In an application this week, Associate Chief Justice Lori Douglas asks Federal Court to set aside the panel's decision to allow the images to be used as evidence against her. She also wants the court to put the decision on hold pending the outcome of the fight.
In the application obtained by The Canadian Press, Douglas's lawyers denounce the committee's findings as "perverse (and) capricious."
The committee was wrong to decide it can "determine which private, lawful, consensual sexual activities are 'demeaning to women,' thereby justifying removal of a judge."
It's not clear when Federal Court might hear the case, but the Canadian Judicial Council panel is supposed to begin the disciplinary hearings at the end of the month.
In preliminary motions heard in late October, the panel rejected Douglas's arguments to drop the case. The judge had also asked the committee to declare the intimate photographs inadmissible and return them without viewing them.
The pictures, she maintained, are highly prejudicial and the panel's viewing them would cause her irreparable harm.
In rejecting the request, the panel ruled the photographs are relevant to the allegations against her.
"It is difficult, if not impossible, to consider these allegations without a concrete first-hand appreciation of their nature and what they depict," the panel stated.
"Such characteristics are precisely at the core of the allegations which we are charged to investigate."
The panel did promise that the photographs would remain out of the public record even if they become evidence.
For her part, Douglas notes the images were disseminated without her knowledge — an act that will soon be outlawed — and that putting them before the inquiry would further violate her right to privacy and constitute an "invasion upon her autonomy, dignity and self-worth."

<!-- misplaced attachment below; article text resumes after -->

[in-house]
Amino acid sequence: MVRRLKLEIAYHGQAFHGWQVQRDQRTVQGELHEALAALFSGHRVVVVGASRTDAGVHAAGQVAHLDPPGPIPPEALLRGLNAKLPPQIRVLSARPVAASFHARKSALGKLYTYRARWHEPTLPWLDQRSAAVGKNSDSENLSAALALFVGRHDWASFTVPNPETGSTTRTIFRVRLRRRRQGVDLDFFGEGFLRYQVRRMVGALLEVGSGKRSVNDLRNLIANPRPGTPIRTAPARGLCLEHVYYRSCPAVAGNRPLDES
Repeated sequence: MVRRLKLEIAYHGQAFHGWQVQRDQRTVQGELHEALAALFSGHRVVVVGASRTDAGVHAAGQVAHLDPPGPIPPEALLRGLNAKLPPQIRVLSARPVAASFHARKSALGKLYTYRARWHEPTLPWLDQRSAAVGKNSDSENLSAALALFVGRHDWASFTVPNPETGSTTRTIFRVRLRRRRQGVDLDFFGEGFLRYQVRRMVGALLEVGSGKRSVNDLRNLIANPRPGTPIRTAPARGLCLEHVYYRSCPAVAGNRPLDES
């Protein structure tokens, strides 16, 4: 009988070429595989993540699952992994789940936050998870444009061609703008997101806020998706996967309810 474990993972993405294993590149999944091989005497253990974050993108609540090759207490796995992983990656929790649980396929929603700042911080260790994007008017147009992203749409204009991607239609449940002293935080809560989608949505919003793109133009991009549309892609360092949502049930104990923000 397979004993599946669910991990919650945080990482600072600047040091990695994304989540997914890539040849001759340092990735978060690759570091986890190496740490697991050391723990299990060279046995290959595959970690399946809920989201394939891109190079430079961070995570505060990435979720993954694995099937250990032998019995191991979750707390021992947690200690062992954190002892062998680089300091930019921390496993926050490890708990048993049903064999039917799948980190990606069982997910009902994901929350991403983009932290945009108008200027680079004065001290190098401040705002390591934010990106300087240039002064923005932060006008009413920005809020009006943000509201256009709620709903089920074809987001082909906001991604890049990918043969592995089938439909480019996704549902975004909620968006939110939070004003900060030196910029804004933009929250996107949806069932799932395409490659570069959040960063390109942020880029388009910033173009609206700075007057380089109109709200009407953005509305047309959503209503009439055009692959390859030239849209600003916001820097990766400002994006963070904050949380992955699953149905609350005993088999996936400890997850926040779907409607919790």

Federal Court, she says, should prohibit the committee or the judicial council from looking at or disseminating the photographs.
The allegations state the intimate photographs, taken by her late husband and distributed without her consent, could be seen as "inherently contrary to the image and concept of integrity" of the judiciary. Douglas is also alleged to have withheld information about the images when she applied to become a judge.
In its decision released this week, the committee rejected her request for a summary dismissal of the case.
"An evidentiary hearing is warranted and in the public interest," the panel decided.
"Given the nature of the issues and the evidence required, it cannot make the necessary findings of fact or apply the legal principles to reach a just and fair determination on a summary basis."
This is the second time Douglas has gone to Federal Court in an effort to derail the proceedings against her. An earlier decision, which was partly in her favour, is now before the Federal Court of Appeal.